Discussion The morality of revenge themes in rewind novels

Discussion in 'Novel Discussion' started by bethatcat, Nov 24, 2022.

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  1. bethatcat

    bethatcat Active Member

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    Idk if I'm thinking too deeply here, but I've been reading a lot of "main character goes back in time/is reborn and gets revenge on characters who have betrayed/tricked/wronged him in the past life" novels, and they've been rubbing me the wrong way recently.

    Is it actually okay to punish someone for something that haven't actually done yet? You're going to such lengths to absolutely ruin the life of someone for something they might have done if things were different ... Aren't you actually getting "revenge" on someone completely different? Who hasn't yet done the things that you remember?? It's like that black mirror episode tbh

    The way that authors try to circumvent this question often is by the lead making them fall into "traps" to reveal their true evil nature so that the main character is in the clear... There's a legal term for this... ENTRAPMENT... Bruh... It's a punishable crime

    Is it actually justice at this point? Or is it sadism?? I wish authors would confront this question more honestly. Like I'm all for these stories as long as the author acknowledges that there's a grey morality at play here- and that the protagonist isn't some pure white angel for what he's doing... It's okay to make the protagonist a sadist who's just venting the trauma of his past life!! That's still compelling!! Id still root for that guy!! Just don't try to lie to me and tell me that he's completely justified for everything he does...

    Any thoughts?? Am I overthinking?? Screaming into the void??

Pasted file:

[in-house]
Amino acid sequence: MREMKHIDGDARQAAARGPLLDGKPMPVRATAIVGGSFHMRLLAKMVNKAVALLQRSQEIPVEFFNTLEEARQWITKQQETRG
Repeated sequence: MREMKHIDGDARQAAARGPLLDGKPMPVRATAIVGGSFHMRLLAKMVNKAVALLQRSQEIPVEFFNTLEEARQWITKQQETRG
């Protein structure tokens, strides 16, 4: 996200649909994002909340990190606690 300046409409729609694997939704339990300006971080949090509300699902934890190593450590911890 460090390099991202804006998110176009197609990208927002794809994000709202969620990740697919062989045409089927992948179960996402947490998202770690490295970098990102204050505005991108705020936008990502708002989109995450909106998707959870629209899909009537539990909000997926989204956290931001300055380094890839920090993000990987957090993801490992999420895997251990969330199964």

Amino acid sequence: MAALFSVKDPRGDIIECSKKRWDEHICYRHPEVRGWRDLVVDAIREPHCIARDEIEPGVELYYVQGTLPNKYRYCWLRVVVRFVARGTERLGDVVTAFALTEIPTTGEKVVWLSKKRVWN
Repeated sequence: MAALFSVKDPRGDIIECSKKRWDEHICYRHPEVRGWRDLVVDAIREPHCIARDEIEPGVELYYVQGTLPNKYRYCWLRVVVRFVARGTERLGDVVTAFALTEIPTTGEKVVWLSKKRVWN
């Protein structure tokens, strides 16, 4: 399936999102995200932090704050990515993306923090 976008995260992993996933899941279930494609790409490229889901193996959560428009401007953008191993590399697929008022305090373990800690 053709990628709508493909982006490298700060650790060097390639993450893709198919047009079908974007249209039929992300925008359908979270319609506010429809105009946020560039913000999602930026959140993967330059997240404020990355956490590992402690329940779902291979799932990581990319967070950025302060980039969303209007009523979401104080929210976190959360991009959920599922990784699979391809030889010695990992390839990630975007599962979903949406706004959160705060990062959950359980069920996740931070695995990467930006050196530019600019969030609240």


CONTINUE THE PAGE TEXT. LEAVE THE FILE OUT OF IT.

Last edited: Nov 24, 2022
  2. canaria23

    canaria23 『  』

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    Well, usually the target of revenge are fucked up even before mc gets killed so its okay most of the time
     
  3. chencking

    chencking [Daolord Grammar Nazi]

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    I don't mind it when executed well, but many novels just use that trope as an excuse for the MC to run into a grunt to murder. If the author makes the character smart enough to hide their actions until then, then I expect the author to make them equally savvy while facing the MC. If the MC easily outs them then it quickly becomes repetitive and annoying.

    To mention a few series that avoid the version of the trope you mentioned:

    I Woke up as the Villain and Regressor Instruction Manual do the reverse, with a villain turning into a good guy due to the protagonist regressing.

    In Kidnapped Dragons and I Became the Villain the Hero is Obsessed With, we see characters change between good / evil due to the MC's actions.

    I am the Fated Villain's MC is so effective that even a regressor cannot handle him.

    And then there are the classic parodies such as HN1F and HSSB which mock MC tropes.
     
  4. MangoGuy

    MangoGuy Rambling Mango

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    The classic psychopass paradox.
     
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  5. asriu

    asriu fu~ fu~ fu~

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    haven't done yet~
    is there any evidence or clue or whatever why they did that on past? is it important for revenge? why not move out from the cycle?

    there plenty way to make it more problematic on moral sense but maybe not so important perhaps~ so there plenty of level on such story similar to other type of story~ well thought execution, just a trope or mix in between which can be amusing on its own way~ you know like slap face for the sake of it~

    nothing wrong with raising questions toward stuff~ do more research or stuff for sate your own curiosity~
     
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  6. Silver Spark

    Silver Spark Well-Known Member

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    It's just like when people drop the novel when the female lead get together with the male lead which had abused her in the past life due to some messed up misunderstanding which is also many times sue to female lead and the husband in this life don't do anything just because she had not done anything stupid.